Selective conversion of gas oil feedstocks. Catalytic and selective cracking in a short-contact-time riser where…
Resid Catalytic Cracking Process by Shaw and Axens
Selective conversion of gasoil and heavy residual feed-stocks.
For residue cracking the process is known as R2R (reactor–2 regenerators). Catalytic and selective cracking occurs in a short-contact time riser where oil feed is effectively dispersed and vaporized through a proprietary feed-injection system. Operation is carried out at a temperature consistent with targeted yields. The riser temperature profile can be optimized with the proprietary mixed temperature control (MTC) system.
Reaction products exit the riser-reactor through a high-efficiency, close-coupled, proprietary riser termination device RSS (riser separator stripper). Spent catalyst is pre-stripped followed by an advanced high-efficiency packed stripper prior to regeneration. The reaction product vapor may be quenched to give the lowest dry gas and maximum gasoline yield. Final recovery of catalyst particles occurs in cyclones before the product vapor is transferred to the fractionation section.
Catalyst regeneration is carried out in two independent stages equipped with proprietary air and catalyst distribution systems resulting in fully regenerated catalyst with minimum hydrothermal deactivation, plus superior metals tolerance relative to single-stage systems. These benefits are derived by operating the first-stage regenerator in a partial burn mode, the second-stage regenerator in a full-combustion mode and both regenerators in parallel with respect to air and flue gas flows.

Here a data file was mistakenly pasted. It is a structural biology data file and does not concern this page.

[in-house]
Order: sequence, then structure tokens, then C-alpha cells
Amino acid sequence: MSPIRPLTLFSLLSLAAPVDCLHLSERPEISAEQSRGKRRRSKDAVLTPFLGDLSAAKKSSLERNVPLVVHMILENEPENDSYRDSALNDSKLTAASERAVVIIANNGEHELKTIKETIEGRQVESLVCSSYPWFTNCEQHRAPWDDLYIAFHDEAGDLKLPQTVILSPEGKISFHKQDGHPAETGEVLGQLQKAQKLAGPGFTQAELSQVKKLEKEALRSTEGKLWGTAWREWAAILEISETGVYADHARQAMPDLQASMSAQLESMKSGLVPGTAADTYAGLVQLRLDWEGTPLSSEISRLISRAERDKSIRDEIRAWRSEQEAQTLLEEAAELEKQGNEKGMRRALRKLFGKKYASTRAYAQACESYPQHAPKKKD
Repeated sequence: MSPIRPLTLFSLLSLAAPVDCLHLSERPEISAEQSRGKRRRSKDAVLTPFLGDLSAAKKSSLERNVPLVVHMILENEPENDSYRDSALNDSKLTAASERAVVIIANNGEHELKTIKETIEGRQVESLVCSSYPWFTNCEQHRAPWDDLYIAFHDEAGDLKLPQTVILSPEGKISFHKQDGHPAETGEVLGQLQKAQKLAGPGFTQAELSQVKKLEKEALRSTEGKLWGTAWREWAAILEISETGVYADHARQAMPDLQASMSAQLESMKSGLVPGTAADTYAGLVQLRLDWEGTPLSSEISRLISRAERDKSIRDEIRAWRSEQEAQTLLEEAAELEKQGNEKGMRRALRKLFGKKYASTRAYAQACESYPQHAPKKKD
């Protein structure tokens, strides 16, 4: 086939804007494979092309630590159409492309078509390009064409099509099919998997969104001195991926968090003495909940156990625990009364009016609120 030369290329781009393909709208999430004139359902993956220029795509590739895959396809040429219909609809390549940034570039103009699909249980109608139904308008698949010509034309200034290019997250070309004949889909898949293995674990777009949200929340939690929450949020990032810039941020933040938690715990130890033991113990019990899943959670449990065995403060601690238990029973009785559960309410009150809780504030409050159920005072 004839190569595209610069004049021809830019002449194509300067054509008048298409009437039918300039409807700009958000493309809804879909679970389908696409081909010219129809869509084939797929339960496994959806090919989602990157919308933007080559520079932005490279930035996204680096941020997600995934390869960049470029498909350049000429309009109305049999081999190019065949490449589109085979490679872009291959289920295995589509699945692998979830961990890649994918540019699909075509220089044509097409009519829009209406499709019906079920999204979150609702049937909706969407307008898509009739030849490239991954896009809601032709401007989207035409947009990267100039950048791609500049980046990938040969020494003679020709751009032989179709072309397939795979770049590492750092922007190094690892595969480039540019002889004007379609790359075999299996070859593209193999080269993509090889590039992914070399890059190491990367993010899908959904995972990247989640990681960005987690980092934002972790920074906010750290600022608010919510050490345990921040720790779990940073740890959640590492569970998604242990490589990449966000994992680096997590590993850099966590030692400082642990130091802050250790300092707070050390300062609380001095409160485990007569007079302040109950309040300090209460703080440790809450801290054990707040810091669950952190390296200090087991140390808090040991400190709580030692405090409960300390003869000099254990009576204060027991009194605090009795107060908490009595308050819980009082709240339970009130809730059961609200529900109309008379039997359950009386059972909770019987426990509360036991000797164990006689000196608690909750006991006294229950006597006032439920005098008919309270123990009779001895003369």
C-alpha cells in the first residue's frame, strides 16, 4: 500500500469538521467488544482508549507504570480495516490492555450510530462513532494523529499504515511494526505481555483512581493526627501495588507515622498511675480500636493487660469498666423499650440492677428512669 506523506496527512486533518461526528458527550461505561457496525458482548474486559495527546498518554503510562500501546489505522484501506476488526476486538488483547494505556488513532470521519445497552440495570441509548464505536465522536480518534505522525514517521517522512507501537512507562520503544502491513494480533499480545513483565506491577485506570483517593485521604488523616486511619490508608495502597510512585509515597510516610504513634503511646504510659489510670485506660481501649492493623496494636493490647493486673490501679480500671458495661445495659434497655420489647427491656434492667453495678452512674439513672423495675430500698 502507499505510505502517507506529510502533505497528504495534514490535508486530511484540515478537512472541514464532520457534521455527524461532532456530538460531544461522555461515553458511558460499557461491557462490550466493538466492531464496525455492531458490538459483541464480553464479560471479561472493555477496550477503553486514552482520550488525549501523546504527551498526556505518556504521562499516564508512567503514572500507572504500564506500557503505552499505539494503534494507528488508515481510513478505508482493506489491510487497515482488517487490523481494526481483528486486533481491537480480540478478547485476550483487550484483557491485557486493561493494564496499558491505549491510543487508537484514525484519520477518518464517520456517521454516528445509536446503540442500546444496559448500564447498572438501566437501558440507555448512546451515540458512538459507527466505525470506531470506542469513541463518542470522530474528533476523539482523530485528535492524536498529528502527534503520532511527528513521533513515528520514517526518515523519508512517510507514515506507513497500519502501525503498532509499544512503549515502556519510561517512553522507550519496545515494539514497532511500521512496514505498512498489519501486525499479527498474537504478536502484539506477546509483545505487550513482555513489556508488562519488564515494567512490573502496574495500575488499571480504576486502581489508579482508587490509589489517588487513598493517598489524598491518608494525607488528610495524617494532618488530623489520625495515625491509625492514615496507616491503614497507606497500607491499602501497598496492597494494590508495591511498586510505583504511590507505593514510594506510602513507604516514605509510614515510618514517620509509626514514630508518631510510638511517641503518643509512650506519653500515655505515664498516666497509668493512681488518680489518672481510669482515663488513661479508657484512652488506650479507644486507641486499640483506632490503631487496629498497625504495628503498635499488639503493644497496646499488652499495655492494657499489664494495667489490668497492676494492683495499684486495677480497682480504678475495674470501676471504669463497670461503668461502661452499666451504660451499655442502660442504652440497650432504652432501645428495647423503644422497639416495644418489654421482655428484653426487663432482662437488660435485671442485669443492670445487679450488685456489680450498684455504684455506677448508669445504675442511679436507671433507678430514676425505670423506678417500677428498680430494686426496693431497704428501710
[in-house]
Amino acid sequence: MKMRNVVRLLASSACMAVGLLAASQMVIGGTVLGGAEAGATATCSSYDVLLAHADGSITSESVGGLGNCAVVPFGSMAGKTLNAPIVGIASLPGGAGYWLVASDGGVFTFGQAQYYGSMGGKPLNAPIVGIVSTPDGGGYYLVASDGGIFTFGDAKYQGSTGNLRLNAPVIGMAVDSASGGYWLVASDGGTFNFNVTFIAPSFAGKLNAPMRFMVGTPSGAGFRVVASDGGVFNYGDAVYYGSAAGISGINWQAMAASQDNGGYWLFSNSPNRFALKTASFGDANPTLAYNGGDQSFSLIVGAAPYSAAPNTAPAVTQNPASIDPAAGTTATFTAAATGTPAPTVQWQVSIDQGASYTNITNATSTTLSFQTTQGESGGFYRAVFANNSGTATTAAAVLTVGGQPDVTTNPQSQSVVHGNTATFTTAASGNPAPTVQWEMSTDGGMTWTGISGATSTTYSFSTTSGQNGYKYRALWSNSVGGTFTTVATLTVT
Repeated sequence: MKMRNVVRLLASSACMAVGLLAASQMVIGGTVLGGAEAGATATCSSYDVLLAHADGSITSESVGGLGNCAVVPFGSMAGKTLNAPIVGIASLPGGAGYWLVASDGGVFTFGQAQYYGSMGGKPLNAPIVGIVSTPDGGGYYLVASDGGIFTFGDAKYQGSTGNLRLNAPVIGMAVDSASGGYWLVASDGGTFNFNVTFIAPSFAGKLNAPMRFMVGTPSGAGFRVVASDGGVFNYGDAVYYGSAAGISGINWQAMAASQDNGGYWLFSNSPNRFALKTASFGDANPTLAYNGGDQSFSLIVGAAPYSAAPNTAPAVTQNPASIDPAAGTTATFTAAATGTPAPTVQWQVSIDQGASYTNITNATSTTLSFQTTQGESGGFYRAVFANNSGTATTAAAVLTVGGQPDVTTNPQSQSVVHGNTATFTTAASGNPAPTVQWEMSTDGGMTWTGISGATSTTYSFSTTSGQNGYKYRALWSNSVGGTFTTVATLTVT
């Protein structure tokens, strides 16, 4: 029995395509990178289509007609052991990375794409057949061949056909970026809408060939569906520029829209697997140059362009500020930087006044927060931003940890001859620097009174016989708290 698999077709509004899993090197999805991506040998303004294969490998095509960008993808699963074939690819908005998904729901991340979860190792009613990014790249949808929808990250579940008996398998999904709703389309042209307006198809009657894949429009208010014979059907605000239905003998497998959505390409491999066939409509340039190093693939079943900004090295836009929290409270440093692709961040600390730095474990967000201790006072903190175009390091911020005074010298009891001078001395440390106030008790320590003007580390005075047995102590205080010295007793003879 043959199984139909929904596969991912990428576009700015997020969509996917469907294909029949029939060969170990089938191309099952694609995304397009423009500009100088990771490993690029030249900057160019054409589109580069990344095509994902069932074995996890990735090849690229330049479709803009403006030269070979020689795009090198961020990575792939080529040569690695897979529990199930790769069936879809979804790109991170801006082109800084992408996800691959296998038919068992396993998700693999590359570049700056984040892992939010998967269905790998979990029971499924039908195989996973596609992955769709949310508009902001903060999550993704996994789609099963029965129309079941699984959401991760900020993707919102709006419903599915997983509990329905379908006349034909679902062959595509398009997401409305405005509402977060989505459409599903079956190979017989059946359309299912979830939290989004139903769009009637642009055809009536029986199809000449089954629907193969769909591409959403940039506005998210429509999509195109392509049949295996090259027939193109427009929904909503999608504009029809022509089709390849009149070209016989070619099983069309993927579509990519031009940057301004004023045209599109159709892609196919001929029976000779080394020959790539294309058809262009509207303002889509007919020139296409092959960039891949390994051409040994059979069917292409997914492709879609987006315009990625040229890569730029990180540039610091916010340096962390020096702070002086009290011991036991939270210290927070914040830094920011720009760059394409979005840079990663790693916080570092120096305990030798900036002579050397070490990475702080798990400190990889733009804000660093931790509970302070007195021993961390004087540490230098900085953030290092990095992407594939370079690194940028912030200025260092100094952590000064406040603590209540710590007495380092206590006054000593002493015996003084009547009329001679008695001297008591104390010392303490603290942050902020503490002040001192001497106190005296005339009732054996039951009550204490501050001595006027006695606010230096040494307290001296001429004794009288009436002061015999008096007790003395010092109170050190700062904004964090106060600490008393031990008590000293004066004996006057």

The resulting system is capable of processing feeds up to about 6 wt% ConC without additional catalyst cooling means, with less air, lower catalyst deactivation and smaller regenerators than a single-stage regenerator design.
Heat removal for heavier feedstocks (above 6 CCR) may be accomplished by using a reliable dense-phase catalyst cooler, which has been commercially proven in over 56 units.
The converter vessels use a cold-wall design that results in minimum capital investment and maximum mechanical reliability and safety.
Reliable operation is ensured through the use of advanced fluidization technology combined with a proprietary reaction system. Unit design is tailored to refiner’s needs and can include wide turn-down flexibility.
Available options include power recovery, waste-heat recovery, flue-gas treatment and slurry filtration.
Existing gas-oil units can be easily retrofitted to this technology. Revamps incorporating proprietary feed injection and riser termination devices and vapor quench result in substantial improvements in capacity, yields and feed-stock flexibility within the mechanical limits of the existing unit.
Licensor: Shaw and Axens.
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